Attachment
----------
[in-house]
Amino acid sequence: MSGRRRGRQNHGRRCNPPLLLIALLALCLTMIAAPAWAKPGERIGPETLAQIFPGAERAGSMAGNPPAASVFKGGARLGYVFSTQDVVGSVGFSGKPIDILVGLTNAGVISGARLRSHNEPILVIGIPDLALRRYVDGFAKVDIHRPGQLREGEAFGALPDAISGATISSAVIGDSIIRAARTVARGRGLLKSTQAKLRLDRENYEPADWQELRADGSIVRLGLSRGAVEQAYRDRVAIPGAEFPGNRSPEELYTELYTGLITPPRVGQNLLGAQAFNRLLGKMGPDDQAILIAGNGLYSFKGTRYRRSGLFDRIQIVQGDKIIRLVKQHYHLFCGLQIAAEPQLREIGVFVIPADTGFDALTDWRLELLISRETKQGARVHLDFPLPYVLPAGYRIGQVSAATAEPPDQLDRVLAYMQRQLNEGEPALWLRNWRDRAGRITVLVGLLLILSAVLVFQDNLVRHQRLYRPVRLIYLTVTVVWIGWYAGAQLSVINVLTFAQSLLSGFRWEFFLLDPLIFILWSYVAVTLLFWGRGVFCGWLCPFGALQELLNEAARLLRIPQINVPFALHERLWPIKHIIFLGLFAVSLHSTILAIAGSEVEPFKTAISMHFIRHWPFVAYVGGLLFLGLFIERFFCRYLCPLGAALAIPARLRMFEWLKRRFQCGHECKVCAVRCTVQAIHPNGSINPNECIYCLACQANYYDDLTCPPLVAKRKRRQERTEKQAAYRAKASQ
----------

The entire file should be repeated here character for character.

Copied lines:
[in-house]
Amino acid sequence: MSGRRRGRQNHGRRCNPPLLLIALLALCLTMIAAPAWAKPGERIGPETLAQIFPGAERAGSMAGNPPAASVFKGGARLGYVFSTQDVVGSVGFSGKPIDILVGLTNAGVISGARLRSHNEPILVIGIPDLALRRYVDGFAKVDIHRPGQLREGEAFGALPDAISGATISSAVIGDSIIRAARTVARGRGLLKSTQAKLRLDRENYEPADWQELRADGSIVRLGLSRGAVEQAYRDRVAIPGAEFPGNRSPEELYTELYTGLITPPRVGQNLLGAQAFNRLLGKMGPDDQAILIAGNGLYSFKGTRYRRSGLFDRIQIVQGDKIIRLVKQHYHLFCGLQIAAEPQLREIGVFVIPADTGFDALTDWRLELLISRETKQGARVHLDFPLPYVLPAGYRIGQVSAATAEPPDQLDRVLAYMQRQLNEGEPALWLRNWRDRAGRITVLVGLLLILSAVLVFQDNLVRHQRLYRPVRLIYLTVTVVWIGWYAGAQLSVINVLTFAQSLLSGFRWEFFLLDPLIFILWSYVAVTLLFWGRGVFCGWLCPFGALQELLNEAARLLRIPQINVPFALHERLWPIKHIIFLGLFAVSLHSTILAIAGSEVEPFKTAISMHFIRHWPFVAYVGGLLFLGLFIERFFCRYLCPLGAALAIPARLRMFEWLKRRFQCGHECKVCAVRCTVQAIHPNGSINPNECIYCLACQANYYDDLTCPPLVAKRKRRQERTEKQAAYRAKASQ